ABOUT ONN | HOW TO GET IT | ADVERTISE WITH ONN | CONTACT US
  Home | World |Business | Health & Community | Entertainment | Opinion | Directory | JobHeart
 
 

FREE COPIES
Available all over
the Twin Cities!

One Nation News

DOWNLOAD
This weeks
issue as a PDF!
(1.5MB)

Headlines for Sunday, February 16, 2020
 
For Email Marketing you can trust

Advertise with One Nation News

THE ONN CALENDAR
Click here to view >>

ARE YOU A WRITER?
If you are interested in contributing content to ONN, please download our writer's contract pdf.

 


 

2020 Oscars similar to 1939 Oscars in awarding one black talent
by Jay Connor/the Root

On February 29, 1940, Hattie McDaniel, arguably the most well-known black actress in the entire world at the time, took to the podium at the Cocoanut Grove nightclub inside the legendary Ambassador Hotel, in Los Angeles, to accept her Academy Award for Best Supporting Actress—the first ever for a black entertainer.

Adorned in a dazzling turquoise gown—her hair kissed by white gardenias—McDaniel shook presenter Fay Bainter’s hand then nodded toward the audience, their raucous applause turning into dutiful silence.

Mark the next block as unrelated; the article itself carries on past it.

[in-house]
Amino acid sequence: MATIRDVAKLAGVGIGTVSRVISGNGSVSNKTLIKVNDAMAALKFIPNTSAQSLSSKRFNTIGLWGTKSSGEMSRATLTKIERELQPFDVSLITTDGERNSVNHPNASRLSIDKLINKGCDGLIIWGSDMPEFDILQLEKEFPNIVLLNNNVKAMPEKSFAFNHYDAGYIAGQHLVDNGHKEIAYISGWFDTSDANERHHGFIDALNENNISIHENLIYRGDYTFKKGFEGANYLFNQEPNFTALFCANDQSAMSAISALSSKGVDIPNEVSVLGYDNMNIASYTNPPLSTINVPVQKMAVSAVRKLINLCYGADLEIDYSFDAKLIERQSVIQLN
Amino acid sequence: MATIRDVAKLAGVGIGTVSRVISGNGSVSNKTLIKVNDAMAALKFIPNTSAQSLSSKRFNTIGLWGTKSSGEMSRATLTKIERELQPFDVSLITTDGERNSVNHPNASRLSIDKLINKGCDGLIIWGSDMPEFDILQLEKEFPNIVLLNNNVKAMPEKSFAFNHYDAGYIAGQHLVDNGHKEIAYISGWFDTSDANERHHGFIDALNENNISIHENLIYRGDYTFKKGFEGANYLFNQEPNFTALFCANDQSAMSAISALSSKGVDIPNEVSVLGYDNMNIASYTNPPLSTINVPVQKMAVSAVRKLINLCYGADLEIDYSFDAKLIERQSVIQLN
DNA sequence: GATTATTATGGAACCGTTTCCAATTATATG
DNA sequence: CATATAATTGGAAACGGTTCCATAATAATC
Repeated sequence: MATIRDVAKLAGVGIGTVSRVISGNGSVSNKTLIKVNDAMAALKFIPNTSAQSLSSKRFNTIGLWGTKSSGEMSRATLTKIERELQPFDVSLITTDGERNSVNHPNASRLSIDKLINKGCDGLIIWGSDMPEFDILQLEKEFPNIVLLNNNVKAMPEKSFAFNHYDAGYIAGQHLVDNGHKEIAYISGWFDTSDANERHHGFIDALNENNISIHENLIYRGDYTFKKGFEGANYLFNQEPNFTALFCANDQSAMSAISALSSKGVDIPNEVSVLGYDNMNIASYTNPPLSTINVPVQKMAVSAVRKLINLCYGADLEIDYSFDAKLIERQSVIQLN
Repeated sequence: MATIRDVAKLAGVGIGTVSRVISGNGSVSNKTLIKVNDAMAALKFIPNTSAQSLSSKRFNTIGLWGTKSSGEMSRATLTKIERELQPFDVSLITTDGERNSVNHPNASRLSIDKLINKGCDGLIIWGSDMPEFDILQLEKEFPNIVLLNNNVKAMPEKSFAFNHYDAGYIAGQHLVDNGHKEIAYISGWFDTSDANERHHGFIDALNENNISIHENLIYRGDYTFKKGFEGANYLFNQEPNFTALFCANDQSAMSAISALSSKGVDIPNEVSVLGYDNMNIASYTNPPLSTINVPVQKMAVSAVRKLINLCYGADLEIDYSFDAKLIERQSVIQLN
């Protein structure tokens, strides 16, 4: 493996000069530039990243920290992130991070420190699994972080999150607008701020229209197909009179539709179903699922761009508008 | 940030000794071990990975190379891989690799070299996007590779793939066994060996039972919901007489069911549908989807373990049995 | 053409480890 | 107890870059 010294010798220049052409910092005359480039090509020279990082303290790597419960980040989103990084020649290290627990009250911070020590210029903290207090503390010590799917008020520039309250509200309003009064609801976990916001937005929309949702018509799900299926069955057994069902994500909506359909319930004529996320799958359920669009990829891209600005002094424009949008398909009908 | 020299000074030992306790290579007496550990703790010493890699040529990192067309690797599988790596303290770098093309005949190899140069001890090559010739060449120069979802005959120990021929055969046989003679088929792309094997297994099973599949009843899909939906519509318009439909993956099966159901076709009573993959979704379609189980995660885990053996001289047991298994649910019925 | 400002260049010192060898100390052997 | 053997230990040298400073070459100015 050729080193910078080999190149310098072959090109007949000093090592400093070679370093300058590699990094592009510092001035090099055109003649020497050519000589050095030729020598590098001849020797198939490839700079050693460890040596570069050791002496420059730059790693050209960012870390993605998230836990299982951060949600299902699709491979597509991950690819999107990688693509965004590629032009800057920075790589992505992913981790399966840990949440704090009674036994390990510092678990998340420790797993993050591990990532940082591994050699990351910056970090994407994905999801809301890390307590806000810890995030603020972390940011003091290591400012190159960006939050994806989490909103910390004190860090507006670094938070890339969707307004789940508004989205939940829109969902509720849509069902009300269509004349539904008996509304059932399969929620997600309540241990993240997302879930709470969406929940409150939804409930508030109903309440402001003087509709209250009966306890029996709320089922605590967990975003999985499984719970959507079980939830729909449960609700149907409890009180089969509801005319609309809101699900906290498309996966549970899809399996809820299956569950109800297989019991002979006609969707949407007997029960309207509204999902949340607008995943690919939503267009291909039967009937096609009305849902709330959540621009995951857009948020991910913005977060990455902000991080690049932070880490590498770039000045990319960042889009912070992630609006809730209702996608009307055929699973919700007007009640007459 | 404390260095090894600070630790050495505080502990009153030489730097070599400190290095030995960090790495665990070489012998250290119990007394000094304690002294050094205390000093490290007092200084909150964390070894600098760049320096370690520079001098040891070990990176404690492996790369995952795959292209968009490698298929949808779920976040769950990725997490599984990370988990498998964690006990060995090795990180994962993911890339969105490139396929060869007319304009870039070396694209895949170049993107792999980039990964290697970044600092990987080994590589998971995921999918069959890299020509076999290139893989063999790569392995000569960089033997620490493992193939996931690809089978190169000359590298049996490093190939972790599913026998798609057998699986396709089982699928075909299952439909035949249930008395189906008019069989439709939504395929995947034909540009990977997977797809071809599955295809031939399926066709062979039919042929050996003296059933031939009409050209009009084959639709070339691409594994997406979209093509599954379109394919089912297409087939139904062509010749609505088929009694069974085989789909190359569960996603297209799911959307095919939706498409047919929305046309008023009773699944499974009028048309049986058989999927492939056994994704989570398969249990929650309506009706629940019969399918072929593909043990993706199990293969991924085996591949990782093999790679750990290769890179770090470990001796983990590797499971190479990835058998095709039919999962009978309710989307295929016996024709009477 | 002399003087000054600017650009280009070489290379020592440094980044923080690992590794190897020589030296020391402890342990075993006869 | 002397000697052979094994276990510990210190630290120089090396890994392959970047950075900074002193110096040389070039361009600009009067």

“Academy of Motion Picture Arts and Sciences, fellow members of the motion picture industry and honored guests,” she began. “This is one of the happiest moments of my life, and I want to thank each one of you who had a part in selecting me for one of the their awards, for your kindness. It has made me feel very, very humble.”

She continued, “I shall always hold it as a beacon for anything that I may be able to do in the future. I sincerely hope I shall always be a credit to my race and to the motion picture industry. My heart is too full to tell you just how I feel, and may I say thank you and God bless you.”

Consumed by the magnitude of the moment, the 46-year old actress then burst into tears as she walked past an extravagant table where her white Gone With the Wind co-stars were gathered, returning to her seat, which was elsewhere as a provision of her attendance.

Because while her critically acclaimed performance as a subservient black woman was good enough for an Oscar, explicit permission from Gone With the Wind producer David O. Selznick was required for that same black woman to accept it (the hotel adhered to a strict no-blacks policy until 1959).

McDaniel would later rebuke the onslaught of criticism she bore for embracing stereotypical roles with a curt, “I’d rather play a maid than be one.”

Eighty years later, watching the latest iteration of the Academy Awards, it’s evident that very little has changed. Out of 20 acting nominees, 18 were white, and the only female directors to be found were on Natalie Portman’s cape on the red carpet.

Read more at: TheRoot.com

 





 
 

WORLD | BUSINESS | COMMUNITY | ENTERTAINMENT | OPINION | SPORTS | CLASSIFIED
HOME | ABOUT ONN | HOW TO GET IT | ADVERTISE WITH ONN | CONTACT US
©2005 Black Heart Publishing. All rights reserved,